According to the Thai immigration bureau, the four children under 11 and four adults arrived in Bangkok in May, but are refusing to return to Zimbabwe for fear of persecution.
Their plight came to light after someone who said he worked at Suvarnabhumi airport posted a photo on Facebook showing himself giving a little African girl a Christmas present.
In the now deleted post, Kanaruj Artt Pornsopit said the family had been living in the airport for nearly three months "because of the unsettled situation" in their country.
"Hope all of you back to your sweet home soon", he said.
Immigration bureau spokesman Pol Col Cherngron Rimphadee told the BBC the family initially arrived in Thailand as tourists. They attempted to fly out of Bangkok in October to the Spanish city of Barcelona via Kiev in Ukraine.
But they were denied boarding because they did not have visas to enter Spain.
However, they were also unable to re-enter Thailand as they had overstayed their initial tourist visas by five months and had to pay a hefty fine.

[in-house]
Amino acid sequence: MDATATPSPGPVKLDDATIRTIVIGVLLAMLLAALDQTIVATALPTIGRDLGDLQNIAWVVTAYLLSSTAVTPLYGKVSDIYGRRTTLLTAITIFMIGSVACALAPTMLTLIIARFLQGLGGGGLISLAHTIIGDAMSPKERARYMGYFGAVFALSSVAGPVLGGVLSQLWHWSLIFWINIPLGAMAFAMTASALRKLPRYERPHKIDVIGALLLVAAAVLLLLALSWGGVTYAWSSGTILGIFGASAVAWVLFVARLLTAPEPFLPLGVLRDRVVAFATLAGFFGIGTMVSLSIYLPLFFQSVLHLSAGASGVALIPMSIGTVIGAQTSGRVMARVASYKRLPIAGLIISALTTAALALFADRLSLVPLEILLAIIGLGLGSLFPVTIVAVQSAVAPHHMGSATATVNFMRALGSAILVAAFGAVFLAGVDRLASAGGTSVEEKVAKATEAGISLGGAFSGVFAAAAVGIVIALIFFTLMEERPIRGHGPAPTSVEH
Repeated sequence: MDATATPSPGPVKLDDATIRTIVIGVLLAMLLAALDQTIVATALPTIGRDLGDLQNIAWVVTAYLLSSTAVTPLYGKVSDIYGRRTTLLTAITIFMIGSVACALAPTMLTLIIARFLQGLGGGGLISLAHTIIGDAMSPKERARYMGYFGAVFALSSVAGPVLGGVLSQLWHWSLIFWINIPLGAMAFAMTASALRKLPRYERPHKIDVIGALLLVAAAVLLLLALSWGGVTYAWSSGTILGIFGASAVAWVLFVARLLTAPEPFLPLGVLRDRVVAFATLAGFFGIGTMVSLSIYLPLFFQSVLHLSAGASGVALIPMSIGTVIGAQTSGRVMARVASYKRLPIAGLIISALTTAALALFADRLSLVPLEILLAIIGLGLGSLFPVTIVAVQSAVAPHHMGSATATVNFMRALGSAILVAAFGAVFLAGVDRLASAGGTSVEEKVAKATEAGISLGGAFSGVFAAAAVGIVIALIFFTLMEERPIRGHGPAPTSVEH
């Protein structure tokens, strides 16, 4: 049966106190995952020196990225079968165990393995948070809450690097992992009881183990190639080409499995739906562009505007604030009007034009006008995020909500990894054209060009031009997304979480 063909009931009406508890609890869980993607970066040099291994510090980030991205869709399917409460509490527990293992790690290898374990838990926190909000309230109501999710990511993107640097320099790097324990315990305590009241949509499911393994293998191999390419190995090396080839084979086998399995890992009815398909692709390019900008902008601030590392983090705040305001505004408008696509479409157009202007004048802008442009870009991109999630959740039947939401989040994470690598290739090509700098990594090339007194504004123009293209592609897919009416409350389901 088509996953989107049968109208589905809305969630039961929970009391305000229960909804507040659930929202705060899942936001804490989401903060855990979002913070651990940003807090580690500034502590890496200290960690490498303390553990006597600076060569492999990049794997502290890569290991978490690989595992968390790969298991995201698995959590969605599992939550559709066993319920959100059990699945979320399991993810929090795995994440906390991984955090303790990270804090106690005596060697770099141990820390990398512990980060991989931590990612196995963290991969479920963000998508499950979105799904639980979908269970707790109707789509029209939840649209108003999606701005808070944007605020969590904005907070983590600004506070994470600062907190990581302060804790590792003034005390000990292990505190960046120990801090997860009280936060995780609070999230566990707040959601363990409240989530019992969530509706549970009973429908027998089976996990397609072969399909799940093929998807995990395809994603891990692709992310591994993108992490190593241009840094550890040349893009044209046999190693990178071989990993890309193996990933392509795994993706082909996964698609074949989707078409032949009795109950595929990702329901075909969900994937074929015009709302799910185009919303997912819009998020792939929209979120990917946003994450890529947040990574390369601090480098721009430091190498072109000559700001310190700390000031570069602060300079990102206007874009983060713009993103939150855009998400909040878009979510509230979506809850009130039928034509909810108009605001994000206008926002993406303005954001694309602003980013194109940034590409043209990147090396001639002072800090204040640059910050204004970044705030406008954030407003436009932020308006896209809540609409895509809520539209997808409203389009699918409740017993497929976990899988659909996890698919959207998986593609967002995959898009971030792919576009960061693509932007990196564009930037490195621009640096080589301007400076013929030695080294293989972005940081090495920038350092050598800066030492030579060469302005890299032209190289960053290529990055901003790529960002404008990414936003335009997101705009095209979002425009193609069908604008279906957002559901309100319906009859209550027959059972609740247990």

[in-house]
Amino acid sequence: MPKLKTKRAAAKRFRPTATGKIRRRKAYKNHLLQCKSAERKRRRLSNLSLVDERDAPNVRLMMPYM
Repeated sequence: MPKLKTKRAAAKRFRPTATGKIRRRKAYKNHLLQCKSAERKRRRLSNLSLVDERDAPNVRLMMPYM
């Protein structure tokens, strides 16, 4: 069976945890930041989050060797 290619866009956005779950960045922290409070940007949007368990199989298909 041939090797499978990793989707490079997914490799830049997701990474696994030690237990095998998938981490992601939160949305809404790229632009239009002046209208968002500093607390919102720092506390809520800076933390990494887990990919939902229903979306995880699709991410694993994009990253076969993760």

They later made arrangements with Ukraine International Airlines (UIA) to fly via Kiev to Dubai instead - and then on to a third country - bypassing European immigration.
However, according to a UIA spokesperson, the family cancelled their tickets for the final leg of their journey, leading them to be sent back from Dubai to Bangkok.
The family have refused to be sent back to Zimbabwe, saying they feared "persecution" after the November unrest which saw the removal of 37-year leader Robert Mugabe.
However, there is currently no open instability in Zimbabwe, so some in the country have cast doubts on the family's claim of persecution.
Col Rimphahdee confirmed the family had applied to the UN for asylum, but for now were living in Suvarnabhumi airport and being looked after and fed by airport staff.
He told the BBC's Thai Service that the UN's refugee agency, UNHCR, had "requested" that the family remain in Thailand as it was "working on a process... to send them to a third country".
A UNCHR spokesperson said they were "currently exploring solutions" but could not provide any further details or confirmation.
Thailand does not provide legal status to refugees and asylum seekers.
The family's situation has been likened to the film The Terminal, in which actor Tom Hanks plays a man who is trapped in a New York airport.
The film is based on the real life story of Iranian Mehran Karimi Nasseri, who lived in Roissy-Charles de Gaulle airport in Paris for 18 years when he found himself caught in diplomatic limbo.
But Col Rimphadee said: "Please try not to compare this to the movie. Their situation is not as dramatic... actually they have plenty of options."
"They could travel to other countries that are willing to take them... We also offered to relocate them to our holding centre where there is childcare. But they refused. They are happy to stay here."